The first I heard of Sally Rooney’s new novel, “Beautiful World, Where are You,” was in an interview with her in Hebrew, a translation from the original in English. The self-identified Marxist novelist weighed the ethics of writing fiction in “a time of enormous historic crises.” The interviewer, paraphrasing Rooney, concluded that “it comes down to … some inherent, transformative value in aesthetic experience.”

Then I read that readers of Hebrew might be denied the aesthetic experience of “Beautiful World.” Rooney’s previous books, “Conversations With Friends” and “Normal People,” were published by Modan, one of Israel’s largest publishers. A brief item in Haaretz reported that Modan had asked to follow with “Beautiful World.” Rooney’s agent responded that the author supported the boycott of Israel and wouldn’t approve a Hebrew edition.

The news sparked a minor media storm. Rooney issued a clarification meandering like an internal monologue. Apparently wishing to show that she has no prejudice against the ethnic-religious group that has historically used Hebrew, she said it “would be an honour” to have her book translated into that language. But, she added, she had decided not to sell rights to “an Israeli-based publishing house.” Then again, she would sell Hebrew rights if she could do so in a way that fit guidelines of the boycott, divestment, sanctions (BDS) movement — that is, if the publisher would “publicly distance itself” from what she says is apartheid in Israel.

Practically speaking, this changed nothing. The audience that reads novels in Hebrew is almost entirely in Israel, as are publishers that serve it. The BDS website asserts that “virtually all Israeli companies are complicit” in what it calls apartheid. An ad spotted on a London street, saying “Normal People Boycott Israel,” accurately portrayed the position of the author. Rooney has banned her own book in my country.

Respectfully, this is a mistake. It reflects the larger strategic error of the BDS campaign, and in particular what's wrong with a cultural boycott of Israel.

Understand: The Israeli occupation of the West Bank and blockade of Gaza are indeed human rights disasters — even if the label of “apartheid” is a misleading historical analogy, a case of activists fighting a past battle instead of the current one. Palestinians deserve not just respect for their individual rights but national rights — an independent state.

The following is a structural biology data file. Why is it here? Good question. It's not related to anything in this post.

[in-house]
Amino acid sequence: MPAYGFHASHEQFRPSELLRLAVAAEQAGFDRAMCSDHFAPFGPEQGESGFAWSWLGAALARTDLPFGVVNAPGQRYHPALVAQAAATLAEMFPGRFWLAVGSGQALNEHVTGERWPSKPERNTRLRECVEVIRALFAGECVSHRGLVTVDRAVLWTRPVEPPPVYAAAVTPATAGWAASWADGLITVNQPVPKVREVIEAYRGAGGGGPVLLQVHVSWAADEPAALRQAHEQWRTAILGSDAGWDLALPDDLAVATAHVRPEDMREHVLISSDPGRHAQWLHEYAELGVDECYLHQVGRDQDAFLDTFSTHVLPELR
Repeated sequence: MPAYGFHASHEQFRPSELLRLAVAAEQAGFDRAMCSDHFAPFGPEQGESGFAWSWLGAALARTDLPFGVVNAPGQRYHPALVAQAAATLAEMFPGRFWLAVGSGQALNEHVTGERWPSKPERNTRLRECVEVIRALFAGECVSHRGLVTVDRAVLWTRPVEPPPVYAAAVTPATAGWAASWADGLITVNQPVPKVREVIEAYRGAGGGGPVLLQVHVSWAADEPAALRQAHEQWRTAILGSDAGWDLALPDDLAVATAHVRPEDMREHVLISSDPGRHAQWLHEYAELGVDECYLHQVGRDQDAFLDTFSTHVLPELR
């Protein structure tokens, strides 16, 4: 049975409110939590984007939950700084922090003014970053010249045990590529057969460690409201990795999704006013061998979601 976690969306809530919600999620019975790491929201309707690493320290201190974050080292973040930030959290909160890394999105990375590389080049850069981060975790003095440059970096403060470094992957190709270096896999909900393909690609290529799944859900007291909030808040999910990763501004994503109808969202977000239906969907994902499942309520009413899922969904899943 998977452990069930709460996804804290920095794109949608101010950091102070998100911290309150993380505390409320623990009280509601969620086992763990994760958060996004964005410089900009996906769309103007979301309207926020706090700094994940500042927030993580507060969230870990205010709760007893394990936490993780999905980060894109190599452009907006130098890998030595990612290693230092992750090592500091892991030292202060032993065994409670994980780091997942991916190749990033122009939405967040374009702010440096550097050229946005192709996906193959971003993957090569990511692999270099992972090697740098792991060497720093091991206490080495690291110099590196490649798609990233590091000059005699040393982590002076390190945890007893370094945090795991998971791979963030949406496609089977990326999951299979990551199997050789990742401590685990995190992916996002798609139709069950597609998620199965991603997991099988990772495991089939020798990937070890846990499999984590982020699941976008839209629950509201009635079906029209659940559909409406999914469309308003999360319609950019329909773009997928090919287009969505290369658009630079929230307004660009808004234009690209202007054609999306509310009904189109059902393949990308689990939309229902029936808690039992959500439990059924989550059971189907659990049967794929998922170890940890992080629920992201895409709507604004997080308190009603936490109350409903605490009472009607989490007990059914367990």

The only feasible way to achieve this is a two-state agreement. This is also the only way for Israel to survive and flourish. Getting there requires convincing more Israelis that a historic compromise is necessary. BDS is accomplishing the opposite.

Rooney’s decision is a case in point. She does not object to a specific action of her previous publisher. It is not, for instance, located in a West Bank settlement, from which she wants it to move. The offense is being an Israeli entity, and that’s shared by other potential publishers. She might make an exception for a Hebrew publisher that publicly takes a political stance matching her own.

Rooney, it seems, has not required a public declaration from the publisher of “Normal People” in Chinese condemning the imprisonment of at least a million Uyghur people. Such a statement would be unlikely: The company is reportedly state-owned.

The responses that I've heard and seen from friends and colleagues in Israel, people with clear anti-occupation politics, have ranged from anger to apoplexy. Rooney's human rights concerns appear focused on one small country, where everyone is presumed guilty until proven innocent.

So a blanket boycott of Israel ends up being a gift to the country’s political right. See, say right-wing politicians, they object to Israel as a country, no matter what we do — and therefore, why do anything different? The economic impact of the boycott movement has been minimal, but the right exaggerates the threat to discredit any criticism of the occupation.

A cultural boycott makes even less sense than an economic one. Beyond aesthetic pleasure, there's a subtle political side to the transformative experience of reading fiction. The best novels do what manifestos and, alas, opinion articles cannot: They make us see people more fully, in all their contradictions and dimensions. They demand subversive empathy.

A novel placed elsewhere and else-when may do this more effectively, because it lowers our defenses. Jane Austen’s world was utterly different from mine, but she pushes me to question my own pride and prejudice. The doomed lovers of Dorit Rabinyan’s “All the Rivers” are an Israeli woman and a Palestinian man, but the book can make readers in faraway countries question belonging, enmity and boundaries. If Rooney believes in her own writing, she should want Israelis to read it.

One more plot twist is possible. Like any good character, Rooney can change her mind. She can approve an Israeli publisher. If she’d like, she can give the meager royalties from this small country to Palestinian and Israeli groups working for change.

She can give this story a better ending.